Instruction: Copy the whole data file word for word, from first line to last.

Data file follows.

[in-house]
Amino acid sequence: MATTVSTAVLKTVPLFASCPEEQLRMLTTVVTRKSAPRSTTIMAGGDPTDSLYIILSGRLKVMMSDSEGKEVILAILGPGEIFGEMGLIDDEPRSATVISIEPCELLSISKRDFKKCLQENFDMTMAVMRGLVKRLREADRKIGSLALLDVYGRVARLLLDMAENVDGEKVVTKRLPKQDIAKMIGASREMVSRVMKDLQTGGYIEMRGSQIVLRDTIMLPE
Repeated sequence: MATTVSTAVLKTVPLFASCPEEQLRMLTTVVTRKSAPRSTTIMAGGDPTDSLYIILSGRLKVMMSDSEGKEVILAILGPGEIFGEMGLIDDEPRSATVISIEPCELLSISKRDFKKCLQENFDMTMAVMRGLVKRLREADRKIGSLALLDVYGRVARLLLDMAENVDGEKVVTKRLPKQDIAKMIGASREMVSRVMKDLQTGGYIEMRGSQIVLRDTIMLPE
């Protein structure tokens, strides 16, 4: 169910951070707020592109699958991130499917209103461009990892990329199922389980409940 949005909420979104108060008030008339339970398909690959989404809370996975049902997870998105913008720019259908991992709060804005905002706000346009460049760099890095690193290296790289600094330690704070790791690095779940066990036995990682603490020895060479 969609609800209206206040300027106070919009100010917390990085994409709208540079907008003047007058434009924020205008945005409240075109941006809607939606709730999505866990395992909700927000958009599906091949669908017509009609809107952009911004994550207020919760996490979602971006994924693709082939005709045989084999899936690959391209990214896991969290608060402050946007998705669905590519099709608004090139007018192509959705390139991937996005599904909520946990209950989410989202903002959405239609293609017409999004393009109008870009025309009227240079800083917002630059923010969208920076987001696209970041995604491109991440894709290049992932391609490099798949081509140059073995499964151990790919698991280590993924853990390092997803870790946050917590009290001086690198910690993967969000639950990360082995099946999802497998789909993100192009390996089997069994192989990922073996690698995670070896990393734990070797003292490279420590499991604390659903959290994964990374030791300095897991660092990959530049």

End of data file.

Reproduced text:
[in-house]
Amino acid sequence: MATTVSTAVLKTVPLFASCPEEQLRMLTTVVTRKSAPRSTTIMAGGDPTDSLYIILSGRLKVMMSDSEGKEVILAILGPGEIFGEMGLIDDEPRSATVISIEPCELLSISKRDFKKCLQENFDMTMAVMRGLVKRLREADRKIGSLALLDVYGRVARLLLDMAENVDGEKVVTKRLPKQDIAKMIGASREMVSRVMKDLQTGGYIEMRGSQIVLRDTIMLPE
Repeated sequence: MATTVSTAVLKTVPLFASCPEEQLRMLTTVVTRKSAPRSTTIMAGGDPTDSLYIILSGRLKVMMSDSEGKEVILAILGPGEIFGEMGLIDDEPRSATVISIEPCELLSISKRDFKKCLQENFDMTMAVMRGLVKRLREADRKIGSLALLDVYGRVARLLLDMAENVDGEKVVTKRLPKQDIAKMIGASREMVSRVMKDLQTGGYIEMRGSQIVLRDTIMLPE
């Protein structure tokens, strides 16, 4: 169910951070707020592109699958991130499917209103461009990892990329199922389980409940 949005909420979104108060008030008339339970398909690959989404809370996975049902997870998105913008720019259908991992709060804005905002706000346009460049760099890095690193290296790289600094330690704070790791690095779940066990036995990682603490020895060479 969609609800209206206040300027106070919009100010917390990085994409709208540079907008003047007058434009924020205008945005409240075109941006809607939606709730999505866990395992909700927000958009599906091949669908017509009609809107952009911004994550207020919760996490979602971006994924693709082939005709045989084999899936690959391209990214896991969290608060402050946007998705669905590519099709608004090139007018192509959705390139991937996005599904909520946990209950989410989202903002959405239609293609017409999004393009109008870009025309009227240079800083917002630059923010969208920076987001696209970041995604491109991440894709290049992932391609490099798949081509140059073995499964151990790919698991280590993924853990390092997803870790946050917590009290001086690198910690993967969000639950990360082995099946999802497998789909993100192009390996089997069994192989990922073996690698995670070896990393734990070797003292490279420590499991604390659903959290994964990374030791300095897991660092990959530049």